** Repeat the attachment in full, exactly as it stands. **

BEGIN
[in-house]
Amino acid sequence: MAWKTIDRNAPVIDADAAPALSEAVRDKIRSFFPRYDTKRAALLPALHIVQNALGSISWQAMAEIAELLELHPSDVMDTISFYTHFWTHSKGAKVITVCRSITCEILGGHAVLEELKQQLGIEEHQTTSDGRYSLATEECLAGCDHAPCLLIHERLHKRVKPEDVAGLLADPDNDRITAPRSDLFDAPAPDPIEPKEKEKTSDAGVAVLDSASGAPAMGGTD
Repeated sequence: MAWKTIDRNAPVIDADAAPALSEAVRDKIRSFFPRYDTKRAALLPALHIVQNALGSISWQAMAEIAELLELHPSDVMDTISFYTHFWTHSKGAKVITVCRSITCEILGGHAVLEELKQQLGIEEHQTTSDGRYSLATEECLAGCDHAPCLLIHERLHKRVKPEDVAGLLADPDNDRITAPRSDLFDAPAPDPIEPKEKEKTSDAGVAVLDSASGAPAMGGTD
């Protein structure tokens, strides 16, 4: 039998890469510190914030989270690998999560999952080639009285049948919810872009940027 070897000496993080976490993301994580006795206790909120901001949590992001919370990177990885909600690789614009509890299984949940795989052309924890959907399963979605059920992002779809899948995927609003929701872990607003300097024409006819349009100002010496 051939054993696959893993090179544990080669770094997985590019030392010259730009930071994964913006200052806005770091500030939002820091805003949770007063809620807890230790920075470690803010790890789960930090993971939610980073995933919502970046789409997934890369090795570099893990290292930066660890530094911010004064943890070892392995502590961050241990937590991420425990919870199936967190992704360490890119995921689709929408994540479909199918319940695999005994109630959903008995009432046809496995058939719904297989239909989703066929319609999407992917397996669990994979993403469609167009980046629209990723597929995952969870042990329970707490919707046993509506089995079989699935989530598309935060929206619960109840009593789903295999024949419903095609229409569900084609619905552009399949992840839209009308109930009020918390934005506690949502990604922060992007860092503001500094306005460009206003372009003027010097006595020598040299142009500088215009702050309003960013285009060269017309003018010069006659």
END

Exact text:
[in-house]
Amino acid sequence: MAWKTIDRNAPVIDADAAPALSEAVRDKIRSFFPRYDTKRAALLPALHIVQNALGSISWQAMAEIAELLELHPSDVMDTISFYTHFWTHSKGAKVITVCRSITCEILGGHAVLEELKQQLGIEEHQTTSDGRYSLATEECLAGCDHAPCLLIHERLHKRVKPEDVAGLLADPDNDRITAPRSDLFDAPAPDPIEPKEKEKTSDAGVAVLDSASGAPAMGGTD
Repeated sequence: MAWKTIDRNAPVIDADAAPALSEAVRDKIRSFFPRYDTKRAALLPALHIVQNALGSISWQAMAEIAELLELHPSDVMDTISFYTHFWTHSKGAKVITVCRSITCEILGGHAVLEELKQQLGIEEHQTTSDGRYSLATEECLAGCDHAPCLLIHERLHKRVKPEDVAGLLADPDNDRITAPRSDLFDAPAPDPIEPKEKEKTSDAGVAVLDSASGAPAMGGTD
């Protein structure tokens, strides 16, 4: 039998890469510190914030989270690998999560999952080639009285049948919810872009940027 070897000496993080976490993301994580006795206790909120901001949590992001919370990177990885909600690789614009509890299984949940795989052309924890959907399963979605059920992002779809899948995927609003929701872990607003300097024409006819349009100002010496 051939054993696959893993090179544990080669770094997985590019030392010259730009930071994964913006200052806005770091500030939002820091805003949770007063809620807890230790920075470690803010790890789960930090993971939610980073995933919502970046789409997934890369090795570099893990290292930066660890530094911010004064943890070892392995502590961050241990937590991420425990919870199936967190992704360490890119995921689709929408994540479909199918319940695999005994109630959903008995009432046809496995058939719904297989239909989703066929319609999407992917397996669990994979993403469609167009980046629209990723597929995952969870042990329970707490919707046993509506089995079989699935989530598309935060929206619960109840009593789903295999024949419903095609229409569900084609619905552009399949992840839209009308109930009020918390934005506690949502990604922060992007860092503001500094306005460009206003372009003027010097006595020598040299142009500088215009702050309003960013285009060269017309003018010069006659």